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The OCD Diaries, Part 5

OCD Diaries

Gary returns after his big bike ride to face the reality of dating with OCD…

It’s been a long time since I rock and rolled”, sang a guy from the Black Country a few years back.  Whilst modesty forces me to admit my blogs are not as powerful as a behemoth rock band, they do seem to have played a part in my revival.  The reason for the gap between my last blog and this one is that since my bike ride I’ve been on a simple downhill – a mix of SAD, work pressure and a healthy dose of uncertainty with regard to what happens next.  The bike ride was perfect for me.  It encompassed so many things I grab enjoyment from:  spending time with my friends; cycling; real ale; good pub meals; the opportunity to show people of Merseyside to be generally delightful; and seeing beautiful new parts of this fantastic country that I am lucky enough to live in.  I also kicked a swan in the head but that’s because it tried to bite me when freaked out by a rat the other side of me.  And I was knocked over by a poodle.  And I got caught up in an angry dog crossfire… I was even told off by one of my friends for “telling every pretty girl I met that we were doing a bike ride for charity”.  I wasn’t hitting on them.  I was just trying to raise awareness of CALM obviously.

The problem was, I didn’t have a clue about what was to happen next.  I no longer had a goal to focus on and the longer it went on, the harder it was to think of a new adventure.  This meant I had no motivation to pump my thighs and get my wheels turning.  Obviously this had a further negative effect on my mental health.  I wasn’t in the black days of old, but from November to December everything seemed shaded with charcoal.

But one busy day at work with the Internet down I was faced with two choices, a) work like it was the 1970s; or b) procrastinate.  Obviously procrastination and ranting about the difficulty of working in the modern age won this battle.  Part of my procrastination was to write the opening line to this blog and the other part was to think of another bike ride to do.  This time, though, I decided that instead of doing one big ride, I would aim to do one decent sized ride each month.  I’m not talking about 130 mile blasts every weekend, since I’ve got an Everton obsession to deal with, but I’ve got a good few plans in store.  I’m not going to go through the details of those bike rides now, as that would ruin the surprise for my future blogs.

Whilst we were sitting around at work we came on to the subject of romance.  Being a permanently single guy with a love of dating means that I give the girls in work plenty of opportunities to roll their eyes and laugh about the adventures I go on.  There is an infamous email in work that I typed up during my counselling period called “The Gary Lambert Zero Tolerance Policy to Dating”.  In this email I outlined several of the ridiculous reasons for rejecting sometimes perfectly good women due to my fear of hurt / commitment and other emotions.  It’s not that I’m a player or any other hideous term.  I’m a coward.  It’s very, very difficult to date in OCD World.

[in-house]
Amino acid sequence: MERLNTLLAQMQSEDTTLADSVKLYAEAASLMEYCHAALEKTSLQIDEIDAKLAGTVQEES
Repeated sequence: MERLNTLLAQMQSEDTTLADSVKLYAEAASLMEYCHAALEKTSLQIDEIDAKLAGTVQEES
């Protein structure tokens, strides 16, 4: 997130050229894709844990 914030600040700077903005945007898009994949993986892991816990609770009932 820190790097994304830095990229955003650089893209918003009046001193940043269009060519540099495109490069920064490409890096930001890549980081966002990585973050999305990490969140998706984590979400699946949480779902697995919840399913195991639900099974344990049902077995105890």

As I’ve said before I think about everything to an extreme level.  A few texts and tweets doesn’t mean ‘let’s see what happens’.  In my mind I’m seeing every possible course of action from falling in love, getting married, what word would be engraved on her wedding ring, how she might be feeling suffocated and uncomfortable on our dates, who she’s going to run off with, what our kids will be called…  It goes on and on.  And this happens every time.  No matter what method I try.  And I’ve tried every method to pick up women.  I love going on dates.  It is exciting.  But it’s very awkward too.  I struggle to be natural.

Over the last few years my biggest problem has been committing to someone.  And not even a relationship.  Commitment to me meant a second date.  I couldn’t handle that, hence not texting a brilliantly attractive, intelligent woman again because when I popped in to her house on the way home (not for that sort of thing, I’m a gentleman!), I noticed that her air freshener was repulsive to me.  Now, why on earth would that be enough reason to stop seeing someone?  Frustratingly, it’s only with hindsight I can see the logic within my skewed mind.  I was imagining scenarios where the burgeoning relationship reached such a crescendo that I would leave her emotionally scarred because of presenting her with the choice of me or the air freshener – and oh how she loved that air freshener.

Anyway to explain the madness of King Ginge, I’ll give you a taster of ‘The Gary Lambert Zero Tolerance Policy to Dating’ and the logic that goes with it.  If you’re expecting reasons such as “nothing in common” turn back now…I’m not trying to offend, this is just an insight into the workings of a brain with OCD

  • She has more than one cat – in my mind, a girl with cats means ‘borderline witch’ rather than someone who is compassionate, caring and likes animals.  And she’d probably be very clingy and I wouldn’t be able to chill out and relax into the relationship.